TikTok sale could need China’s approval under revised rules

A sale of TikTok’s U.S. operations may have additional barriers to overcome following the implementation of new technology export rules in China.

The government in Beijing on Friday updated its export rules to cover some technologies it considers sensitive, The New York Times reported, which could mean the Chinese internet firm ByteDance needs a license before selling part of the wildly popular video app. 

Citing national security concerns, President Trump in early August issued an executive order effectively banning TikTok from operating in the U.S. unless it was sold to a U.S.-based company. The president signed another order one week later calling for ByteDance to divest its American assets and any data it obtained from TikTok users in the U.S.

Microsoft has acknowledged that it is in talks with ByteDance about a potential sale. Walmart said last week it was looking to secure a joint deal with the tech company. Oracle is also said to be engaging in discussions with ByteDance. 

China’s updated list on export restrictions included “technology based on data analysis for personalized information recommendation services,” the Times noted.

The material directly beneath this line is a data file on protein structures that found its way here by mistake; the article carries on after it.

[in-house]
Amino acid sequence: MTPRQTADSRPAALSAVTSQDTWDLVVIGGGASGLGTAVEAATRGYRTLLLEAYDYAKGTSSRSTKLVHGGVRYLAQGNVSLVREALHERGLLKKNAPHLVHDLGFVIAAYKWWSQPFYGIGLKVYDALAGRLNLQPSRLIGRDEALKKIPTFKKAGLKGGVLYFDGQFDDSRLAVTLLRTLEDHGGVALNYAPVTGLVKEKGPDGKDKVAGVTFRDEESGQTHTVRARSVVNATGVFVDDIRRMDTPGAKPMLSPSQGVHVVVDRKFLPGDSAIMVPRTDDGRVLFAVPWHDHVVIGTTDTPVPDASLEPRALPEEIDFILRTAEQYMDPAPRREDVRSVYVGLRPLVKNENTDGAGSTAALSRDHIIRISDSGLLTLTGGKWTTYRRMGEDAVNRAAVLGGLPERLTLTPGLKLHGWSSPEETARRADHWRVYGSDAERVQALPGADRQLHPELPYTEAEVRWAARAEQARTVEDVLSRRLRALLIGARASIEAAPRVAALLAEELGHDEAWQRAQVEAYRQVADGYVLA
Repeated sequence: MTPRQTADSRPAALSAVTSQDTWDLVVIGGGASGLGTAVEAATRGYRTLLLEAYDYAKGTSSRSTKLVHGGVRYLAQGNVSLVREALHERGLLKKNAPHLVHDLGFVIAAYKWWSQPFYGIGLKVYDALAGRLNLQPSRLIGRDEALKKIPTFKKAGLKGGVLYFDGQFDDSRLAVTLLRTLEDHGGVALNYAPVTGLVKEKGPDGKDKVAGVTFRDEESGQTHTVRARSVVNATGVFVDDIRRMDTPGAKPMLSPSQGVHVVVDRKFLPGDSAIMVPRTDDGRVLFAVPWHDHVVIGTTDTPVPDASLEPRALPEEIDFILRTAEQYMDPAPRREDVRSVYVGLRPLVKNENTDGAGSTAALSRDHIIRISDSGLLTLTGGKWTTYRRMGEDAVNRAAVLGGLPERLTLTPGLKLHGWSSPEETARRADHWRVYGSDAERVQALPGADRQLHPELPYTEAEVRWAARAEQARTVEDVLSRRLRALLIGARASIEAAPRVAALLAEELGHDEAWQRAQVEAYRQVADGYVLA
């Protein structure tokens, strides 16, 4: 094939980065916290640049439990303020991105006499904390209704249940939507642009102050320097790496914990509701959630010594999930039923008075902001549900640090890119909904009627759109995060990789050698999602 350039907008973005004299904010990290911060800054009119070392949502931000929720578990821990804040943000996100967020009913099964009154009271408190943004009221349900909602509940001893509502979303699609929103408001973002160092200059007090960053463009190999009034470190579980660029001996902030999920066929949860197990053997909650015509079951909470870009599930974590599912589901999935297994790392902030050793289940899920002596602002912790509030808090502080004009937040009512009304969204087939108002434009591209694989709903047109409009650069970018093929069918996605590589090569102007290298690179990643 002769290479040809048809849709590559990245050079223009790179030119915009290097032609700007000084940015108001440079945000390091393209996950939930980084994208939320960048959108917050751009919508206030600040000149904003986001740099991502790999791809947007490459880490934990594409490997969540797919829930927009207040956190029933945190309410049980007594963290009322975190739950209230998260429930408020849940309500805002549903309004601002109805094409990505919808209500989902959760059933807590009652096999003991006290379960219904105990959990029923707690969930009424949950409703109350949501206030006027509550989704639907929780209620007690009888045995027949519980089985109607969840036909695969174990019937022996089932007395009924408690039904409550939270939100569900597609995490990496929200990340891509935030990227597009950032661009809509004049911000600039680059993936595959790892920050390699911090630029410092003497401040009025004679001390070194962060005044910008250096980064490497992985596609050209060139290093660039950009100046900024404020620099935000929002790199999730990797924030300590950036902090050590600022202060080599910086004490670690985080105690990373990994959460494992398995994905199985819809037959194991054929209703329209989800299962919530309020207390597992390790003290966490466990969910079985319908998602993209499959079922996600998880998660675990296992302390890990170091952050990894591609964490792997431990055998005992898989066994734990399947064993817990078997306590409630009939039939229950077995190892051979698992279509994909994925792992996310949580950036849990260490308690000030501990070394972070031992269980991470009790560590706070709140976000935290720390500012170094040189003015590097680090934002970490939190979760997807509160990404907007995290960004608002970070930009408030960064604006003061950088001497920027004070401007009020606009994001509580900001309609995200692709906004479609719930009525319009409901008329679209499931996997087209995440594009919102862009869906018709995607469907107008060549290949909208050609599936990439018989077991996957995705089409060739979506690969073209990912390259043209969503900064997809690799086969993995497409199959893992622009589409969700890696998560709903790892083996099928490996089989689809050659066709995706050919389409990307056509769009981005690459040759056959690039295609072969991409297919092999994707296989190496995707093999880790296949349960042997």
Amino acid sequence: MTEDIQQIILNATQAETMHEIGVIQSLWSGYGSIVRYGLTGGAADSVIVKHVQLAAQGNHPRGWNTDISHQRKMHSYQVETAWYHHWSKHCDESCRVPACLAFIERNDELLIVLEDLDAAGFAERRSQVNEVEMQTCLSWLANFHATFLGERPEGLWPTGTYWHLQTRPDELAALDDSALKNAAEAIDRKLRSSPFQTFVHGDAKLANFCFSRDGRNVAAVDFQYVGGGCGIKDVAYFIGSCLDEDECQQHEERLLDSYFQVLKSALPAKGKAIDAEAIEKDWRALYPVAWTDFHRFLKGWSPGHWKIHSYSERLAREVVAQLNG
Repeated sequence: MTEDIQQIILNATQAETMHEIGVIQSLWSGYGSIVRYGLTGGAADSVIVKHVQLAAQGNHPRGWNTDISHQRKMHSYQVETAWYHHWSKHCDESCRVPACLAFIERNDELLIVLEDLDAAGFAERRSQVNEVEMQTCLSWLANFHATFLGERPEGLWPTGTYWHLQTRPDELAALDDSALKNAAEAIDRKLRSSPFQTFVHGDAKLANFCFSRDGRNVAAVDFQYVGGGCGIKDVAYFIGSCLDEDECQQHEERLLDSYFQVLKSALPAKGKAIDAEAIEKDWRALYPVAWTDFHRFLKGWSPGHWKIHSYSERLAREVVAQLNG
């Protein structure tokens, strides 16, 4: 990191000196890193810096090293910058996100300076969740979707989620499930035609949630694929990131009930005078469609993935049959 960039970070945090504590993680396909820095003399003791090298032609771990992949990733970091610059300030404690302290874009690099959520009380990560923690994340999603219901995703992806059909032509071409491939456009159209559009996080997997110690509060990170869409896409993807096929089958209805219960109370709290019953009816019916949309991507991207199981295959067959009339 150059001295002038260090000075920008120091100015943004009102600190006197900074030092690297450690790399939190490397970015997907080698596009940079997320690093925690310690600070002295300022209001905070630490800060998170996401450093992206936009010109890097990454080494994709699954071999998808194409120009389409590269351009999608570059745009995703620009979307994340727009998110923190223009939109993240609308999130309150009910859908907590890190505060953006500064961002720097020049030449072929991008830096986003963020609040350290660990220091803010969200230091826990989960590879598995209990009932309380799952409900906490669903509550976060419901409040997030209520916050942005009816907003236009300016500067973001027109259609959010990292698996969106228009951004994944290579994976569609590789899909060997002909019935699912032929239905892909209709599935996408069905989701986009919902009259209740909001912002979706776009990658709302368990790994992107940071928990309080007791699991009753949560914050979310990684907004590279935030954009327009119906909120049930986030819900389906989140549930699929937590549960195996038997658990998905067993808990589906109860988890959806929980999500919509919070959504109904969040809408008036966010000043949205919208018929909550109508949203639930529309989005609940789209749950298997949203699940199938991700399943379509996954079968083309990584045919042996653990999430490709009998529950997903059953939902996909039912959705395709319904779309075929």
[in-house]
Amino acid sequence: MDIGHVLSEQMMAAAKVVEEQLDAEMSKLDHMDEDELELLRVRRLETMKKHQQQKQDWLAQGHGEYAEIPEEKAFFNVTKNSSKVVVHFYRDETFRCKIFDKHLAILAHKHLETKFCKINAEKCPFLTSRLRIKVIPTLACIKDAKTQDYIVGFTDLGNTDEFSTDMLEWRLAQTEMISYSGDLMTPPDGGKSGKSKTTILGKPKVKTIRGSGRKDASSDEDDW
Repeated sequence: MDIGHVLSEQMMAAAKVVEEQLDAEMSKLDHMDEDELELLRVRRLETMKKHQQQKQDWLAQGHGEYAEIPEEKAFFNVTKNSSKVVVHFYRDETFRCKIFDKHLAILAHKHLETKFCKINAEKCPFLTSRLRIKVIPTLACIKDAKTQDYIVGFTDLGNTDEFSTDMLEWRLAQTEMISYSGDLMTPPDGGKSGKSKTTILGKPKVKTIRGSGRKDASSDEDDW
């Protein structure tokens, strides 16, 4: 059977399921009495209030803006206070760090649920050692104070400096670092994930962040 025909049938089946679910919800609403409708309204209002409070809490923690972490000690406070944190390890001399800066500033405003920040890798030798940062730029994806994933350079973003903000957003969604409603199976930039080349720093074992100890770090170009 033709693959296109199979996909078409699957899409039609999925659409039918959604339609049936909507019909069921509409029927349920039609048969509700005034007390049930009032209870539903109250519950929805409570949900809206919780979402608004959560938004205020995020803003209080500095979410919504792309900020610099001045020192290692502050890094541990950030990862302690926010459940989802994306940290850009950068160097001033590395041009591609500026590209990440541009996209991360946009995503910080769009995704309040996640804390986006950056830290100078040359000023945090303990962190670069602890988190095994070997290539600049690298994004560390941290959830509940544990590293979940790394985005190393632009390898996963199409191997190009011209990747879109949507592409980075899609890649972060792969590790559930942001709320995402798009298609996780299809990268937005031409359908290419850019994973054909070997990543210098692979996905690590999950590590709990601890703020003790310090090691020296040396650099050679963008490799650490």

Cui Fan, a professor University of International Business and Economics, told Xinhua, the state-run press agency in Beijing, that the revised restrictions could apply to a potential TikTok deal. He added that ByteDance would need to go through the Chinese government’s approval procedures. 

Cui cited ByteDance’s offering of core algorithm services to overseas branches, noting “no matter who its new owner and operator are, it is highly likely that there will need to be a transfer of software codes or right of use from inside China to outside China.”

It could take as many as 30 days for a company like ByteDance to gain preliminary approval to export the technology, Reuters reported

TikTok has been thrust to the center of an increasingly fractious relationship between the Trump administration and China. As the app exploded in popularity in the U.S., with roughly 100 million users, lawmakers began voicing growing concerns over its collection of data and the possibility that it could be shared with China. 

TikTok last week filed a lawsuit against the Trump administration, claiming the president’s orders violated its rights to due process and that he failed to present evidence for his position that the app presents a threat.

TikTok CEO Kevin Mayer also resigned last week, telling employees that the role he signed up for would look significantly different in wake of Trump’s decision.